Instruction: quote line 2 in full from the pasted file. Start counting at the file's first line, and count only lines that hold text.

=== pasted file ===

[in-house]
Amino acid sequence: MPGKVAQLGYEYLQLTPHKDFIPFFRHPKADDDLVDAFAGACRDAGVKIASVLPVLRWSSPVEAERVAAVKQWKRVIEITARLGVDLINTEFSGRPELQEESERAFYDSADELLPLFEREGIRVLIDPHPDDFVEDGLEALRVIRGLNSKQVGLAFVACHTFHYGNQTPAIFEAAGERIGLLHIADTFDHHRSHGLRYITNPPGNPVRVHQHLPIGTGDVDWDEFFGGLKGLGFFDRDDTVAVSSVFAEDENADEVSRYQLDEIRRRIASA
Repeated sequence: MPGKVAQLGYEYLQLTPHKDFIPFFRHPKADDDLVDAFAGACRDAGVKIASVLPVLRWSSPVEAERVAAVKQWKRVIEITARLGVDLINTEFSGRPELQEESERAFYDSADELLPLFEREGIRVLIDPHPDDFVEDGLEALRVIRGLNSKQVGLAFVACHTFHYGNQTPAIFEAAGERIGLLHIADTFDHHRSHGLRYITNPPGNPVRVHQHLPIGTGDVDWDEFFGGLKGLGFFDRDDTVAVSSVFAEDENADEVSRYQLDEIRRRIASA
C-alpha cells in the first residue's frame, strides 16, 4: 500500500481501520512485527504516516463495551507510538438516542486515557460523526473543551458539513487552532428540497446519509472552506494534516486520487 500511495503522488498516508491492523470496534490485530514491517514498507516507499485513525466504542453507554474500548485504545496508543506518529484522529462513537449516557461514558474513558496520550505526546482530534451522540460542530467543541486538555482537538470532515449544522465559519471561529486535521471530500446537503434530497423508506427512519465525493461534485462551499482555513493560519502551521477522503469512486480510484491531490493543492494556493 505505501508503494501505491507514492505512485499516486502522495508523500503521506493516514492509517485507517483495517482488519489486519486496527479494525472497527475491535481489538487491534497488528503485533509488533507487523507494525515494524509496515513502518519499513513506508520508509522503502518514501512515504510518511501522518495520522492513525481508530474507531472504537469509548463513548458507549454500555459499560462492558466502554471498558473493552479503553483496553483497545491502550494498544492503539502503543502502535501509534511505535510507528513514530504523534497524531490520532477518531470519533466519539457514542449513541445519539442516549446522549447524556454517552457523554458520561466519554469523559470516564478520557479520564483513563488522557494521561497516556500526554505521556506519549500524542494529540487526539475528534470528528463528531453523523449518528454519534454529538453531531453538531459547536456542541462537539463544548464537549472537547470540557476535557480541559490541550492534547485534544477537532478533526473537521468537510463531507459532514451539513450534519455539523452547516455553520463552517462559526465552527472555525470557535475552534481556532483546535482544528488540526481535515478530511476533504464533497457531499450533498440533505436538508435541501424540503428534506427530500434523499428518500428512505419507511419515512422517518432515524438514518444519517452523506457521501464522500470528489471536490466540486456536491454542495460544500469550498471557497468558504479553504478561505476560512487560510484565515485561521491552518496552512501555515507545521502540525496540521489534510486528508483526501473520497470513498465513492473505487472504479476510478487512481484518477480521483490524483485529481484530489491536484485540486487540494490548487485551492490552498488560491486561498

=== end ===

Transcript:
Amino acid sequence: MPGKVAQLGYEYLQLTPHKDFIPFFRHPKADDDLVDAFAGACRDAGVKIASVLPVLRWSSPVEAERVAAVKQWKRVIEITARLGVDLINTEFSGRPELQEESERAFYDSADELLPLFEREGIRVLIDPHPDDFVEDGLEALRVIRGLNSKQVGLAFVACHTFHYGNQTPAIFEAAGERIGLLHIADTFDHHRSHGLRYITNPPGNPVRVHQHLPIGTGDVDWDEFFGGLKGLGFFDRDDTVAVSSVFAEDENADEVSRYQLDEIRRRIASA